Deemed Rehabilitated in Canada – Deemed Rehabilitation

Nora is a 39-year-old Norwegian citizen. A court in Norway convicted her for possession of a small amount of a controlled substance, cocaine, for personal use. Consequently, she served twenty-five days in jail. Upon release, Nora decided to change her ways. She went back to school and became a professional accountant. Nora has no other issues with the law in Norway or anywhere else before or after that incident. She wants to travel to Canada, but she wonders if her criminal history could cause any trouble. She wonders if she is deemed rehabilitated or not.

One of the objectives of the Canadian immigration law, IRPA, is to protect the safety of Canadians. As a result, a criminal history could make you inadmissible to Canada.

Criminal History Inside or Outside Canada

If the criminal history is inside Canada, then this article is not for you. In such situations, you either need to apply for a record suspension or a TRP. If the criminal history is outside Canada, continue reading.

Criminality versus Serious Criminality

Canadian immigration law divides criminal history outside Canada into two significant groups.

  • Serious Criminality – A criminal offence that under Canadian laws is punishable by a maximum term of imprisonment that is at least ten years.
  • Criminality – A criminal offence that under Canadian law is an indictable offence or multiple offences whether they are summary or indictable offences.

Remember that our focus in this article is the offences that happened and prosecuted outside Canada. Regardless, we have to find the Canadian equivalency.

If the offence is not an offence in Canada, then your criminal record does not count. For example, homosexuality is not a crime in Canada. However, it is a crime in some countries of the world. If you have a conviction solely to be a homosexual, then your criminal history does not count in Canada. Of course, you still need to disclose it to the immigration authorities to convince them there is no criminal equivalency in Canada. If you do not disclose, then you may face inadmissibility because of misrepresentation.

Examples of Serious Criminality

To make it a bit easier to understand, here are some examples of serious criminality:

  • Aggravated assault usually refers to physically harming another person with the help of a deadly weapon. Under section 286 of the Canadian Criminal Code, the maximum punishment for aggravated assault is 14 years in prison (assuming it does not result in the death of the victim). Since the maximum sentence is more than ten years, aggravated assault is serious criminality.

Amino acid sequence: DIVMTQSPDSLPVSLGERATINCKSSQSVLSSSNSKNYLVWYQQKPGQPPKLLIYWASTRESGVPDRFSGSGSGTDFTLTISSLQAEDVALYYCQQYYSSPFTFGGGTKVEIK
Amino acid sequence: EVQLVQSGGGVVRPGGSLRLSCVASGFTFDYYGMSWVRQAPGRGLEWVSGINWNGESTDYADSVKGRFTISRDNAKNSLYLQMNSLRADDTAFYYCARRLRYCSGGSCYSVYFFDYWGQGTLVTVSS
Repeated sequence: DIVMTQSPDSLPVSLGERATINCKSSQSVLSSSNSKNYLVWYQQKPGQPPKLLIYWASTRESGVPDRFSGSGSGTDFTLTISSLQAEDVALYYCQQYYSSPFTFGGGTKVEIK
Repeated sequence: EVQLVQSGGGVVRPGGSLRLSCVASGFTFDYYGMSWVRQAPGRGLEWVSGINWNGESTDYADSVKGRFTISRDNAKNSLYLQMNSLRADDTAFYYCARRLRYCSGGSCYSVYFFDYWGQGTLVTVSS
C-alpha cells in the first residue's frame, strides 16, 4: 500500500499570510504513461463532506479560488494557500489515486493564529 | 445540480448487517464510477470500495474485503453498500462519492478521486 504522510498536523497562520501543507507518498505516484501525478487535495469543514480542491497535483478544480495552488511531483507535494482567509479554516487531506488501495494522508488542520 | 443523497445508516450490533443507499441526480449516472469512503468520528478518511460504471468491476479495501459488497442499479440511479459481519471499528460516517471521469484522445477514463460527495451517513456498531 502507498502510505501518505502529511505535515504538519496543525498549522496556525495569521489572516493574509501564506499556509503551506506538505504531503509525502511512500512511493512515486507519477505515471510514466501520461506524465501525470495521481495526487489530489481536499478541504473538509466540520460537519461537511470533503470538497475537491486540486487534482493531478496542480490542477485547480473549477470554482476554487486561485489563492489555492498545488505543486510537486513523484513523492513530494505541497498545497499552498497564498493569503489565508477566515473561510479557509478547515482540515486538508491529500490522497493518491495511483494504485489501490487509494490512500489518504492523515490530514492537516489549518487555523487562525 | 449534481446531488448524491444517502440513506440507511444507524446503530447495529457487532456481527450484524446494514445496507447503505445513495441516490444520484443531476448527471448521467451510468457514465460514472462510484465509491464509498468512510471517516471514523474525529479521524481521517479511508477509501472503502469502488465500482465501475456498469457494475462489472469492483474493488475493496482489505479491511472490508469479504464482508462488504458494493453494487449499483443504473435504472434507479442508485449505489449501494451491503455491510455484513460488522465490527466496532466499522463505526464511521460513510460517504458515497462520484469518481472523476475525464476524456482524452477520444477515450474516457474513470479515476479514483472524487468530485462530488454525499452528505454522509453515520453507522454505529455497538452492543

• Human trafficking under the immigration laws refers to organizing “the coming into Canada of one or more persons by means of abduction, fraud, deception or use or threat of force or coercion.” Under section 120 of IRPA, the maximum punishment for human trafficking is life imprisonment. As a result, human trafficking is serious criminality.
  • Arson for the fraudulent purpose could refer to put your property on fire so you can defraud the insurance company. Under section 435(1) of the Criminal Code, the maximum penalty for such an act is ten years imprisonment.  Consequently, arson for fraudulent purposes is serious criminality.

These are some examples of serious criminality. Of course, there are many more offences that IRPA considers them serious criminality.

Indictable versus Summary Offences

Offences in Canada could be indictable or summary.

  • Summary Offences: These are offences that are not serious. The conviction usually results in fines and a few days of jail time. The maximum prison time for a summary offence is generally less than six months. Also, there is no right for a jury trial.
  • Indictable Offences: An indictable offence could usually result in long-term prison time.

Sometimes the law allows an offence to be prosecuted summarily or by the way indictment. Such offences are hybrid offences. Unfortunately, IRPA considers these offences indictable regardless of the way of prosecution.

Examples of Criminality

As I mentioned earlier, criminality refers to a single indictable conviction or more than one offence in the past whether summary or indictable conviction. However, if multiple charges are stemming from the same incident, IRPA considers them as one offence. Here are some examples of criminality. All these examples are either indictable or hybrid offences.